As this new form of biotechnology makes a leap of progress, so too do the analytical approaches supporting its development. From an analytical perspective, LNP-encapsulated mRNA molecules need to be characterized and QC tested to ensure safety and efficacy. Modern techniques including liquid chromatography (LC), mass spectrometry (MS), and differential calorimetry (DSC) are therefore being applied to analyze important lipid and mRNA attributes. Here we will touch on three key analytical strategies for ensuring that safe and efficacious encapsulated mRNA drugs are developed and manufactured:

  1. LNP purity and composition by LC
  2. Differential scanning calorimetry for LNP formulation stability
  3. mRNA Analysis by LC and LC-MS methods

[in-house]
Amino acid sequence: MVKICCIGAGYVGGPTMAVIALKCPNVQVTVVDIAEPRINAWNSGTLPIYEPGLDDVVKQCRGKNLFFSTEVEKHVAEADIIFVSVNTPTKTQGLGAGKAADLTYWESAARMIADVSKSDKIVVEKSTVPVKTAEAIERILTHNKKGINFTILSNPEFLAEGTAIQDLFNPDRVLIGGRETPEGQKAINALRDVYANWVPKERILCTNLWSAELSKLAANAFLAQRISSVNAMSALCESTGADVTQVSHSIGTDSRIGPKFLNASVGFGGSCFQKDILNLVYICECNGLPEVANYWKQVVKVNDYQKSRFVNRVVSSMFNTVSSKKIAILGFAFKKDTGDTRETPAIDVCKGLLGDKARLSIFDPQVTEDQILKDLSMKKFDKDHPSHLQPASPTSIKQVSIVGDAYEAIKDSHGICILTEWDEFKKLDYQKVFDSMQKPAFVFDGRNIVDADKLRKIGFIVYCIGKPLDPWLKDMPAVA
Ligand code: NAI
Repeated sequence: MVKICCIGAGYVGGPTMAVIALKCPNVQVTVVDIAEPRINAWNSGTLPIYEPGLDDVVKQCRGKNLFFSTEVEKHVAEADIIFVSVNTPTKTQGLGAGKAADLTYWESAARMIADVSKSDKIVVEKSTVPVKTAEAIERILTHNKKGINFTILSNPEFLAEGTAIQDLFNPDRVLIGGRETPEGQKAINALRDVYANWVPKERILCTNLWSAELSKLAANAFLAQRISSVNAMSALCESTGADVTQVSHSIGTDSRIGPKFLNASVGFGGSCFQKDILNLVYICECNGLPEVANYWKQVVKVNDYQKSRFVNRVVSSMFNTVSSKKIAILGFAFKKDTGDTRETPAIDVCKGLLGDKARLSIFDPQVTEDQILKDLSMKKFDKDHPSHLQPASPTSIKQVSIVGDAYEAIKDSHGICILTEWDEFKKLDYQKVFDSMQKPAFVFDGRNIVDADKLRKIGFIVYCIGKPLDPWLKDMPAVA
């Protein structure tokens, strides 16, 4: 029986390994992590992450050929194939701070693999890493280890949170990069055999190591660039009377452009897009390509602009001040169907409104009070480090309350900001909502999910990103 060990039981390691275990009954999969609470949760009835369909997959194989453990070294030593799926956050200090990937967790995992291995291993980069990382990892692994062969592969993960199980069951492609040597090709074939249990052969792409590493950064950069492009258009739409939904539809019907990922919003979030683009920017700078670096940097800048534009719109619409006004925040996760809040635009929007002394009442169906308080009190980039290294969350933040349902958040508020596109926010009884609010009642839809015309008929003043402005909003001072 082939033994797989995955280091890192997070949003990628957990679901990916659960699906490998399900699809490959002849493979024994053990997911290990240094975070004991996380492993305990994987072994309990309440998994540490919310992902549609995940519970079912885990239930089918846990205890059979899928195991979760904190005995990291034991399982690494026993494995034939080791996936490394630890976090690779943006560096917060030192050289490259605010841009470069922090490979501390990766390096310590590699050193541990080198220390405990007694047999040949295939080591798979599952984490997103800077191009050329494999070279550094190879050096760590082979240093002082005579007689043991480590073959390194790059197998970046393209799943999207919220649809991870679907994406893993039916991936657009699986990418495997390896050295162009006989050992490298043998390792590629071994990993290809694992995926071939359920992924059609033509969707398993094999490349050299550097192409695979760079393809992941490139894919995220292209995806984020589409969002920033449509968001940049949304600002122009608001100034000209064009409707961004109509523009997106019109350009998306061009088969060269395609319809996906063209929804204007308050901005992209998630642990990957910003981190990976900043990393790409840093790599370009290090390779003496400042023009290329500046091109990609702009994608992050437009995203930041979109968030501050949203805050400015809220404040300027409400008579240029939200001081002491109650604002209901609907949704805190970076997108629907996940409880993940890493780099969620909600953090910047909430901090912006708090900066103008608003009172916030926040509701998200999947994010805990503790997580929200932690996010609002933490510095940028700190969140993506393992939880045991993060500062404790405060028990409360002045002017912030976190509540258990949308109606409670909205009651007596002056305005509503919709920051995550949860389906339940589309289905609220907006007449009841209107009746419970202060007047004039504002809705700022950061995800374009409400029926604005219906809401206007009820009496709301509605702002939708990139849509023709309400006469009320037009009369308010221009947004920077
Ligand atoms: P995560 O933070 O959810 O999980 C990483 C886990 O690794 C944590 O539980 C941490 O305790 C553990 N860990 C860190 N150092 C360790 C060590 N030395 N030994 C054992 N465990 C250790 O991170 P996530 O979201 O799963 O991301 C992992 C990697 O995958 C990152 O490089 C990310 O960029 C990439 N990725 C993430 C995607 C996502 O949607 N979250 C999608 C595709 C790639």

Lipid Nanoparticles Are the Key to Delivery

In and of themselves, LNPs represent a breakthrough technology. LNPs are the preferred delivery vessel for mRNA therapies and vaccines. For vaccines, they have the added benefit of stimulating the innate immune system without inducing immunogenicity. LNPs are engineered with a specific pKa and size which facilitates optimal protein expression and immunogenicity. These nanoparticles are approximately 50 to 100 nm in diameter and are created through the mixing of the four different types of lipids (Figure 2).8 Each component is combined at a specific stoichiometric ratio, and nanoparticle formation is initiated by the controlled mixing of aqueous mRNA with an alcohol solution of the lipids. These lipids include an ionizable, cationic lipid (such as MC3), a zwitterionic phospholipid (such as DSPC), cholesterol, and a pegylated lipid (such as PEG-DMG).9,10

lipid nanoparticle
Figure 2. Four example lipids used in the formulation of a lipid nanoparticle.